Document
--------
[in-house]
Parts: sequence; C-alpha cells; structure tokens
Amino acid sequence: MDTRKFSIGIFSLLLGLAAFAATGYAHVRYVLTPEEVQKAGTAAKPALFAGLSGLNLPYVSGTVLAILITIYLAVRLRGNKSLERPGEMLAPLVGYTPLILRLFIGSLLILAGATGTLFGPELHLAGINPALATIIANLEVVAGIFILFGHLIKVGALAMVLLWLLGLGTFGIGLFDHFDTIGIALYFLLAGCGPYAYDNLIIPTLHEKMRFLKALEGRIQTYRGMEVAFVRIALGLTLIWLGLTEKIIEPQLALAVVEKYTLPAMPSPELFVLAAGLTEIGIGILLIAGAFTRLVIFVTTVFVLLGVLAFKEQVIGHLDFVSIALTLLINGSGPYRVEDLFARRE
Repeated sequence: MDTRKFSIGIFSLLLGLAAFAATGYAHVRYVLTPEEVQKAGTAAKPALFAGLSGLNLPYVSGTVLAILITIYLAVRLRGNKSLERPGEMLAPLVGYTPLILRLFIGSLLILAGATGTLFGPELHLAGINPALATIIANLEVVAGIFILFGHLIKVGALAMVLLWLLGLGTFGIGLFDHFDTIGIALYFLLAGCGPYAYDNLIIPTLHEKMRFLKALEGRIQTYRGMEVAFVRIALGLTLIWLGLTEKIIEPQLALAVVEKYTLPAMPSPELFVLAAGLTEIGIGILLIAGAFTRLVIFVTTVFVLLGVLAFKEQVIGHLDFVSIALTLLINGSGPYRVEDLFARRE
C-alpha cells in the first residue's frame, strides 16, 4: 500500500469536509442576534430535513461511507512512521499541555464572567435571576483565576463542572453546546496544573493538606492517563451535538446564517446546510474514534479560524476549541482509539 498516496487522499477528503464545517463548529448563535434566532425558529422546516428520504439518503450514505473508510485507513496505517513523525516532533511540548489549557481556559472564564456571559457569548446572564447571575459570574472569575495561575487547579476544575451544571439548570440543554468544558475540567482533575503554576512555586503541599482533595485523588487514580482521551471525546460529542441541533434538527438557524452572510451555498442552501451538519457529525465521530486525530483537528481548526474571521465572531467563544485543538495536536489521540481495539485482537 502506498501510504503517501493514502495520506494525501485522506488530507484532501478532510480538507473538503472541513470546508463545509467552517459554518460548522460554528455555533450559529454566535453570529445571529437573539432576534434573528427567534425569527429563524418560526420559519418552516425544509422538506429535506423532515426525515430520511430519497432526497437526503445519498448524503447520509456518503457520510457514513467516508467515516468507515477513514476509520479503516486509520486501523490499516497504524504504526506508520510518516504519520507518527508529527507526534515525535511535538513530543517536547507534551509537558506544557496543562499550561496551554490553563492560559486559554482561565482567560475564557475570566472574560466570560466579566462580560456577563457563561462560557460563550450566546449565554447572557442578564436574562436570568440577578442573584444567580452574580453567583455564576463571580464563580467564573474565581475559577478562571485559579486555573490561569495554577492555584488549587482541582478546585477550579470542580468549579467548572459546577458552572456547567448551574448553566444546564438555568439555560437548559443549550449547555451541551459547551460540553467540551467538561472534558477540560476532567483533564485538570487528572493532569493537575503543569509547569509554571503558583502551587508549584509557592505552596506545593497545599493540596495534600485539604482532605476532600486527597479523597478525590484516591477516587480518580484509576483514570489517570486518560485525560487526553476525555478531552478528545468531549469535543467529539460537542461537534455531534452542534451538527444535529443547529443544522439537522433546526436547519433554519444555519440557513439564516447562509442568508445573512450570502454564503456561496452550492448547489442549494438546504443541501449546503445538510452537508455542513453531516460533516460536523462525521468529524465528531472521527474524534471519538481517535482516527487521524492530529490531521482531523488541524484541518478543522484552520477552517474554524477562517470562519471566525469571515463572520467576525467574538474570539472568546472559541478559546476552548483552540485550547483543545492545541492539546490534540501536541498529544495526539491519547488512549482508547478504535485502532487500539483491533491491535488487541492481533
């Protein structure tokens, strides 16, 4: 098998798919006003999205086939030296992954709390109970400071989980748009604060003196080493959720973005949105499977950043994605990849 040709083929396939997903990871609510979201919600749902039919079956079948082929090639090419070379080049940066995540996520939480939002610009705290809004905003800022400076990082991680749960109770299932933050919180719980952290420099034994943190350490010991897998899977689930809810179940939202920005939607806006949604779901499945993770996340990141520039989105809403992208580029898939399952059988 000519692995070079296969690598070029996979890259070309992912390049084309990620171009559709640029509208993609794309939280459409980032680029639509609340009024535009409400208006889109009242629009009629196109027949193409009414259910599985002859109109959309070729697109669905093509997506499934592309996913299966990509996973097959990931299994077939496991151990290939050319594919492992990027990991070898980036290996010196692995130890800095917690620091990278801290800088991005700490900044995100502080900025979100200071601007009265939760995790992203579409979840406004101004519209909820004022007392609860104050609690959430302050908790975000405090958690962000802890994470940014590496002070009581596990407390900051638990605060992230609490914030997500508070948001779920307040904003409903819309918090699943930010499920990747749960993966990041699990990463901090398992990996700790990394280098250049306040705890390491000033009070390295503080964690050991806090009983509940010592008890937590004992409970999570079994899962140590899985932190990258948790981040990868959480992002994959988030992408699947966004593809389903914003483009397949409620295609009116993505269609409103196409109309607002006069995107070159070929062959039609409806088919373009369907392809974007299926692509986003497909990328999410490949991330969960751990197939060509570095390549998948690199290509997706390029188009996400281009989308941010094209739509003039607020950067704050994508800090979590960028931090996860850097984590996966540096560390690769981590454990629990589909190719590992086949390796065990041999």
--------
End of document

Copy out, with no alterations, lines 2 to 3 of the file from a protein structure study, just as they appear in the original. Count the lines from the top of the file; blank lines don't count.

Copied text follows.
Parts: sequence; C-alpha cells; structure tokens
Amino acid sequence: MDTRKFSIGIFSLLLGLAAFAATGYAHVRYVLTPEEVQKAGTAAKPALFAGLSGLNLPYVSGTVLAILITIYLAVRLRGNKSLERPGEMLAPLVGYTPLILRLFIGSLLILAGATGTLFGPELHLAGINPALATIIANLEVVAGIFILFGHLIKVGALAMVLLWLLGLGTFGIGLFDHFDTIGIALYFLLAGCGPYAYDNLIIPTLHEKMRFLKALEGRIQTYRGMEVAFVRIALGLTLIWLGLTEKIIEPQLALAVVEKYTLPAMPSPELFVLAAGLTEIGIGILLIAGAFTRLVIFVTTVFVLLGVLAFKEQVIGHLDFVSIALTLLINGSGPYRVEDLFARRE